To briefly summarize the plot, baby Stewie has a near-death experience at a swimming pool, sees a man on TV who looks exactly like him, assumes that he must be his real father, and goes looking for him. Wow, I didn't think I could be so succinct with my description. I don't want to give away what happens with the Stewie-lookalike mystery man, so I'll let you discover that. The movie has a subplot with Peter and Lois, frustrated from never getting any alone time, trying to get Chris and Meg out of the house by giving them dating lessons. Peter has Meg shave his back and traps her in the car while he farts, telling her to "love the gas." These are the most romantic things a girl can do for a guy, after all. Lois utilizes electro-shock therapy to get Chris to remember the names of the characters on Sex and the City. It's a lot of fun. Overall, the script is really tight and well-written. It's a neat, compelling plot. And Stewie's story is great, but I think the movie falls apart in the third act, or the third episode. I just didn't care for it very much. The movie is also just too long. Other than that, it's hilarious (I laughed out loud a lot), the gags are fantastic, and most of the cutaways are priceless, as usual. Stewie Griffin: The Untold Story is a worthwhile endeavor.

Some highlights include Peter's short-lived segment on the news ("You Know What Really Grinds My Gears?"), Ollie Williams (one of my favorite supporting characters) promoting Adopt-a-Pet, a spoof of Wilfred Brimley's diabetes commercials, Walt Disney coming back to life after being frozen, asking if the Jews were gone yet, finding out that they weren't, and asking to be re-frozen, post-near-death experience Stewie being nice, drunk Stewie, and, of course, a cheesy commercial for wacky waving inflatable arm flailing tubemen.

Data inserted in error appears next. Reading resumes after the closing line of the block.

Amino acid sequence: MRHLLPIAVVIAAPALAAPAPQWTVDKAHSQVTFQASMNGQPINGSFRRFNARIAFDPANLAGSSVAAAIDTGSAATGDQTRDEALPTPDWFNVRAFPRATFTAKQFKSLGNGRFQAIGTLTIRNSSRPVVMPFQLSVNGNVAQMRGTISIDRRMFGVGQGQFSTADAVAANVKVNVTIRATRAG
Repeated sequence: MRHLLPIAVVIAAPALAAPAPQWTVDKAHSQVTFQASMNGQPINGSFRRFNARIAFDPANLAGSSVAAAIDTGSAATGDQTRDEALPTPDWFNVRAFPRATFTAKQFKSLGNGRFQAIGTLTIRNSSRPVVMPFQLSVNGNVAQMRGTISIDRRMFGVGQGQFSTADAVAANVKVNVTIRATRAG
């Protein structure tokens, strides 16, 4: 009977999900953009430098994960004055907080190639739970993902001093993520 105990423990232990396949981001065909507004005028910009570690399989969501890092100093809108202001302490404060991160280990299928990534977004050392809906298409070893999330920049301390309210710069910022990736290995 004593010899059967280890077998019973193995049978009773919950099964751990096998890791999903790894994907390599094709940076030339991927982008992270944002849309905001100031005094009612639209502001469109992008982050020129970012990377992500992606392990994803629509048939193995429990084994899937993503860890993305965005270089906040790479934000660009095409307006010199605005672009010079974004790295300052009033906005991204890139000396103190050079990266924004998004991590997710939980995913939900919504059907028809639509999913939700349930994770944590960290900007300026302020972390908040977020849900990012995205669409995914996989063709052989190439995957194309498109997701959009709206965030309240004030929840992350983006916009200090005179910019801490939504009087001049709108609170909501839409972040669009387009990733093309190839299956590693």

I think the tubeman bit is one of the funniest things I've ever seen. Just check this out, and imagine it being delivered with lightning-fast, Howard Hawks-like speed: "Hi, I'm Al Harrington, President and CEO of Al Harrington's Wacky Waving Inflatable Arm Flailing Tube Man Emporium and Warehouse! Thanks to a shipping error I am now overstocked on wacky waving inflatable arm flailing tube men, and I am passing the savings on to *you*! Attract customers to your business, make a splash at your next presentation, keep grandma company, protect your crops, confuse your neighbours! African American? Hail a cab, testify in church or just raise the roof! Whatever your wacky waving inflatable arm flailing tube man needs, come on down to Al Harrington's Wacky Waving Inflatable Arm Flailing Tube Man Emporium and Warehouse, route two in Weekapaug!" Classic.

Stewie Griffin: The Untold Story is really, really good, with lots of great moments, but it's not quite great overall. I forgive Seth MacFarlane and company, though. Family Guy, the series, is so genius that it hardly matters. Don't get me wrong, the movie is still well worth checking out, but they've done much better, and so consistently that it's astonishing. I have a confession... I've recently decided that I prefer Family Guy to The Simpsons. Gasp. And I LOVE The Simspsons, so this is big. I grew up with it and can quote whole episodes. This is a really major conclusion, akin to an epiphany. It's huge for me to admit it. But it's true - I love Family Guy more. By the way, Stewie Griffin: The Untold Story is vastly superior to The Simpsons Movie. Sorry, maybe that's a cheap shot, but so be it.

I still adore The Simpsons (that'll never change), but for me, few shows compare to the excellence of Family Guy, and certainly no other animated show does. In fact, I don't think any TV show has ever brought me more gut-busting, glorious, soul-healing laughter, sheer joy, and blissful entertainment than Family Guy.

Rating: **** (out of 5)

1 comment:

Bill Treadway said...